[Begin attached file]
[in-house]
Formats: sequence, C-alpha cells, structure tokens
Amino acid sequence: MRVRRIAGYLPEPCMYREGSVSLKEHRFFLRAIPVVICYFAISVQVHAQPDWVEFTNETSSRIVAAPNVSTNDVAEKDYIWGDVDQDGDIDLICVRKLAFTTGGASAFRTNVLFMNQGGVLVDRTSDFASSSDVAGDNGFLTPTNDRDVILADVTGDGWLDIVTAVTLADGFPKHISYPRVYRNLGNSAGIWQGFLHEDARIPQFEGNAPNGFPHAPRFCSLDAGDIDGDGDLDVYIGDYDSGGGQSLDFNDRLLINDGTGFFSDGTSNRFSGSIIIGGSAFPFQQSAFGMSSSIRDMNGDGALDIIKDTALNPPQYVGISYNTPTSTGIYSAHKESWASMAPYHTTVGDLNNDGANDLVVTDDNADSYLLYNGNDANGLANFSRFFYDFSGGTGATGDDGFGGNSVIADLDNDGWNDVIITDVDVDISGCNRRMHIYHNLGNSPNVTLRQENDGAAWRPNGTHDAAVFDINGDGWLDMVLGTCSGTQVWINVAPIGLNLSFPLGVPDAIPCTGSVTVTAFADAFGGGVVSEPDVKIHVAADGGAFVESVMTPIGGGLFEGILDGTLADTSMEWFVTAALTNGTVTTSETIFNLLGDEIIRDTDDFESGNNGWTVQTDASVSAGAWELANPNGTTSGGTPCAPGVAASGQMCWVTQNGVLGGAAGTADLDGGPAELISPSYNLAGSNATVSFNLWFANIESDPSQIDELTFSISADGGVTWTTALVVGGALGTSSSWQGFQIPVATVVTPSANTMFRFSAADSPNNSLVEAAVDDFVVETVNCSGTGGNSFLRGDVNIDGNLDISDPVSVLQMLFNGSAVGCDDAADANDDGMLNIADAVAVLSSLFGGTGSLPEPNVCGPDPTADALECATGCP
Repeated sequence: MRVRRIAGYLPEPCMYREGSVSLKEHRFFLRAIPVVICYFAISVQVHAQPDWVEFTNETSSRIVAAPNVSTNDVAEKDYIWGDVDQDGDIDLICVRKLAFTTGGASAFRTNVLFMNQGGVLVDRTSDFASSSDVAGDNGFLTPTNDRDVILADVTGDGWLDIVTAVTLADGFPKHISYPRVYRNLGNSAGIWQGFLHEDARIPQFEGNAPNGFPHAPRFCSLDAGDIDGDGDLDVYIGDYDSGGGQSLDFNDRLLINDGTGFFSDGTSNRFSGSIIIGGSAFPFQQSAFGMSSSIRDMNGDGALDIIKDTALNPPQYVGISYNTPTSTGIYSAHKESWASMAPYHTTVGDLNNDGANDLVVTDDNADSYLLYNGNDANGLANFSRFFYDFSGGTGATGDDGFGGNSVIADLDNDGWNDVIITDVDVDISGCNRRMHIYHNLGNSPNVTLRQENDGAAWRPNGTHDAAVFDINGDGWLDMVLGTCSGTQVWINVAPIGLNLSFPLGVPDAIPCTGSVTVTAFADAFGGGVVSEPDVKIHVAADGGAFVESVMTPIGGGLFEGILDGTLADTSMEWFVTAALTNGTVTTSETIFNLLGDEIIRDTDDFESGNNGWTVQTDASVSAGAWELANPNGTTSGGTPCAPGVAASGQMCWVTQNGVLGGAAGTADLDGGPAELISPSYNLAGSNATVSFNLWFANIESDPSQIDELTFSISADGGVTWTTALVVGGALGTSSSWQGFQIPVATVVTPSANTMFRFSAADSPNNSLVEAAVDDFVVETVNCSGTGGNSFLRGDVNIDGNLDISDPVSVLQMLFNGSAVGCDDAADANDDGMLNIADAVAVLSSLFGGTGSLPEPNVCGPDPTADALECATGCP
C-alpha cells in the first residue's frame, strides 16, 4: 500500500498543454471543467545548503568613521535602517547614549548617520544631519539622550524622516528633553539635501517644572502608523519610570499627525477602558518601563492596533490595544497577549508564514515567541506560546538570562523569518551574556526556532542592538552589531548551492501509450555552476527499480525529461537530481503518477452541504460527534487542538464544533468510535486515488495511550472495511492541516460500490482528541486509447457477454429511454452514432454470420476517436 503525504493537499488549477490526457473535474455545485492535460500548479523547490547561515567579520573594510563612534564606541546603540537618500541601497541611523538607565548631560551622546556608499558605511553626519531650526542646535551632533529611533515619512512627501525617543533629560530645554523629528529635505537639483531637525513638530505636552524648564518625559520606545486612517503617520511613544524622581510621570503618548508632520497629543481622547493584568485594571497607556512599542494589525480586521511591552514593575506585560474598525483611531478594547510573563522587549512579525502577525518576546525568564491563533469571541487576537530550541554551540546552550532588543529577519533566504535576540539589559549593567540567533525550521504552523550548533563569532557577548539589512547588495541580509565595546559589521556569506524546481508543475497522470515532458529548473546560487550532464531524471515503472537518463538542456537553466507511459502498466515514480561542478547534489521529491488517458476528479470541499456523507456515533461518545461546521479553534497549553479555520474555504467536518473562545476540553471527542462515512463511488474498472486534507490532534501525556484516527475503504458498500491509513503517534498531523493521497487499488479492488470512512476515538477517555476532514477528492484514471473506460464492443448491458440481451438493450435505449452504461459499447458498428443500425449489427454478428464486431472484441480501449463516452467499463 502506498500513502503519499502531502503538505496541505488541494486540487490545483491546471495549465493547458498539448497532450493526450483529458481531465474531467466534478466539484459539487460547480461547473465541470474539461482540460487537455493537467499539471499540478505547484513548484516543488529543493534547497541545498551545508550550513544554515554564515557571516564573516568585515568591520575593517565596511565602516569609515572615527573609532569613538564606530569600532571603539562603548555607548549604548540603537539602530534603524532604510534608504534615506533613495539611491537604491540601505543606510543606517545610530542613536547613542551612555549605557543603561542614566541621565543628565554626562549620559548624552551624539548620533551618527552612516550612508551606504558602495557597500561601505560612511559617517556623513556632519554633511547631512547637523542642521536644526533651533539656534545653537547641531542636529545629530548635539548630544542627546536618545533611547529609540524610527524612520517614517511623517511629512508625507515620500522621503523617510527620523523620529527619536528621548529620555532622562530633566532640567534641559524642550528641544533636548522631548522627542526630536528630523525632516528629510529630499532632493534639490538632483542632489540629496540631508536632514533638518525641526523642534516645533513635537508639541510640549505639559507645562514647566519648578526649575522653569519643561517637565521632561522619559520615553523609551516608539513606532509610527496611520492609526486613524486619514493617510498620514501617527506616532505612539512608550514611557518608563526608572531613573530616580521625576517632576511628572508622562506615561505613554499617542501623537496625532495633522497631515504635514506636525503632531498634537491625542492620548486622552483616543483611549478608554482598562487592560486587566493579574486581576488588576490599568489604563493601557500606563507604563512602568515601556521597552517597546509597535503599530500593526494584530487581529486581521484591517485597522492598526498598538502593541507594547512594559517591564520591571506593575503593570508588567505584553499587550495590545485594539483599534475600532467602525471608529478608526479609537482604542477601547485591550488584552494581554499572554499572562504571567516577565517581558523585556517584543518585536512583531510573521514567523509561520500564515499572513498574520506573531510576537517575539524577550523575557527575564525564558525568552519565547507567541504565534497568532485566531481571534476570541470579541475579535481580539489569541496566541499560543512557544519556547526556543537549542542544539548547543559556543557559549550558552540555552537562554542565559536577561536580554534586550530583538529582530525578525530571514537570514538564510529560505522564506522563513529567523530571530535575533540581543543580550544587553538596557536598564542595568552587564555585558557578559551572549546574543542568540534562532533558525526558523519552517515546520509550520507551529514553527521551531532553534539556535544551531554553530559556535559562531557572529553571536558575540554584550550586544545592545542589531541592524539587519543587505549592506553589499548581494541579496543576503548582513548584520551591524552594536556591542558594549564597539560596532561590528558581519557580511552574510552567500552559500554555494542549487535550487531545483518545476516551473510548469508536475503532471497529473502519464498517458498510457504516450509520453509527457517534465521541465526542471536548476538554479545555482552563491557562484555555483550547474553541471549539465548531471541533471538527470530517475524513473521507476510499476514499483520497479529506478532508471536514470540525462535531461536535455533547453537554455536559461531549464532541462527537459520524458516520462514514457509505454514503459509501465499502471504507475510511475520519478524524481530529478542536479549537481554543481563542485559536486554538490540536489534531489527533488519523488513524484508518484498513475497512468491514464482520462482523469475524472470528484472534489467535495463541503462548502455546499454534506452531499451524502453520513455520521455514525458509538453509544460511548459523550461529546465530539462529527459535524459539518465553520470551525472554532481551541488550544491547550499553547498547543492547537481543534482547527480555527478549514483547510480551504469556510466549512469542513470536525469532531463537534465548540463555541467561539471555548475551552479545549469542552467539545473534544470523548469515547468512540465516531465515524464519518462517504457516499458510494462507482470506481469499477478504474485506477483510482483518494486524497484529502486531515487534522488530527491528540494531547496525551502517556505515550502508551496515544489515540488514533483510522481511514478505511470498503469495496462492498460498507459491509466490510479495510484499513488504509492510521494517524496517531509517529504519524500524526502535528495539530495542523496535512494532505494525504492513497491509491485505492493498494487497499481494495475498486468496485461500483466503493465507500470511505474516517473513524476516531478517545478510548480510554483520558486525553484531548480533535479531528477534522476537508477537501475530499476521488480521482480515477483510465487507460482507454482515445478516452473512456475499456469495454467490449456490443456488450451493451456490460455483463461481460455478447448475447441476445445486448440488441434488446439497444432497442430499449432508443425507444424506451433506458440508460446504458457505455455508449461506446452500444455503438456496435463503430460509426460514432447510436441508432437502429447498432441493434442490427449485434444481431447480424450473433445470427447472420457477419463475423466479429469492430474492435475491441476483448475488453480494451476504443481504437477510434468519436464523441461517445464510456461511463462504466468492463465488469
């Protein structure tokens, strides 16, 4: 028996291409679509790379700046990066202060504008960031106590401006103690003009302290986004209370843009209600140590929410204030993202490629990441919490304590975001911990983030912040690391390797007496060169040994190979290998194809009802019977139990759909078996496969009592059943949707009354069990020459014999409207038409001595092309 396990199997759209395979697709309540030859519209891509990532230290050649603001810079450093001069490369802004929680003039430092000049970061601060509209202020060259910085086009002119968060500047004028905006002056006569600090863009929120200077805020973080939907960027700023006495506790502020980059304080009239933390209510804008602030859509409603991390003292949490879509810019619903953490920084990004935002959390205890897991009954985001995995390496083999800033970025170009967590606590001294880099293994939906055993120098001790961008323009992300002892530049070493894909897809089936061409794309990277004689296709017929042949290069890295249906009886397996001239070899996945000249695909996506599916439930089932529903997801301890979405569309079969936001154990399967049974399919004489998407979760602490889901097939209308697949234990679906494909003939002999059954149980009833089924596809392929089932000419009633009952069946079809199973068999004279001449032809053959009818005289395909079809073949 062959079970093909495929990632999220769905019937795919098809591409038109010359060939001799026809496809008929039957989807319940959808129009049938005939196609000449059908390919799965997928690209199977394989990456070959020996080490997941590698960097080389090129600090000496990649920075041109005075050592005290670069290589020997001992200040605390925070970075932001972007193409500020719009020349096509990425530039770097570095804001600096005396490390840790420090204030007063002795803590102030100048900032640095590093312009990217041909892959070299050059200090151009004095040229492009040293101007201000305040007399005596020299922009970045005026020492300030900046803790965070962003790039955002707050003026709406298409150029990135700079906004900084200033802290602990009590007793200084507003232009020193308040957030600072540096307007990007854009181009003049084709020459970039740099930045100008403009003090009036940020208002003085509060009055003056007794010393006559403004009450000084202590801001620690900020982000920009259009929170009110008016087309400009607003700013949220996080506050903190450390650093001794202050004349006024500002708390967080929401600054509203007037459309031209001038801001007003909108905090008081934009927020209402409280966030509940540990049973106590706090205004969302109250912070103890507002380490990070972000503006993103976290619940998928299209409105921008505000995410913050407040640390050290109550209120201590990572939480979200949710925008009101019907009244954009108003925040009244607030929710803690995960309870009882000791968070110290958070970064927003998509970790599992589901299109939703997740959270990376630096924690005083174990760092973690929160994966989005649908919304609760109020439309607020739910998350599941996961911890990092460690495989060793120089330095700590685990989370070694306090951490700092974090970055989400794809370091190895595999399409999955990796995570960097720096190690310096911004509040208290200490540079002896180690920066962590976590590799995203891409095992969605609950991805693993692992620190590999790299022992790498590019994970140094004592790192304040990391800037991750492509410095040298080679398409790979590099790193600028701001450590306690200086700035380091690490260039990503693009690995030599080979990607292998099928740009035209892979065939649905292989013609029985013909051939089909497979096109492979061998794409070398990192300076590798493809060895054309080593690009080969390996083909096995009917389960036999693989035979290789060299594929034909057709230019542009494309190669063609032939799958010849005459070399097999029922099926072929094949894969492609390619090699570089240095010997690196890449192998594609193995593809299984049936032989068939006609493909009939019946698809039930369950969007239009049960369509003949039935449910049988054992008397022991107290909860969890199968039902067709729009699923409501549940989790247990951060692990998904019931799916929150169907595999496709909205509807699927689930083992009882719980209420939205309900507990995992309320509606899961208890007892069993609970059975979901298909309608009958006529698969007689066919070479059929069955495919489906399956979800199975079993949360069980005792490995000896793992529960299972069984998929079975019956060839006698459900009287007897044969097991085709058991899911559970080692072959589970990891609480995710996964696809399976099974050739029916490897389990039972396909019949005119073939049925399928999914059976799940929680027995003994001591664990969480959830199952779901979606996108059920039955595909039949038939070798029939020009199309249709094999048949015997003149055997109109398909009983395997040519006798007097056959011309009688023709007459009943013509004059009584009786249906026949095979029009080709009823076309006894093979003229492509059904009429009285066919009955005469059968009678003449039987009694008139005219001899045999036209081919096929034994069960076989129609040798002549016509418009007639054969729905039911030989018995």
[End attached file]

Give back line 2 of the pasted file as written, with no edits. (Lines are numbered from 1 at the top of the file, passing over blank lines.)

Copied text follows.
Formats: sequence, C-alpha cells, structure tokens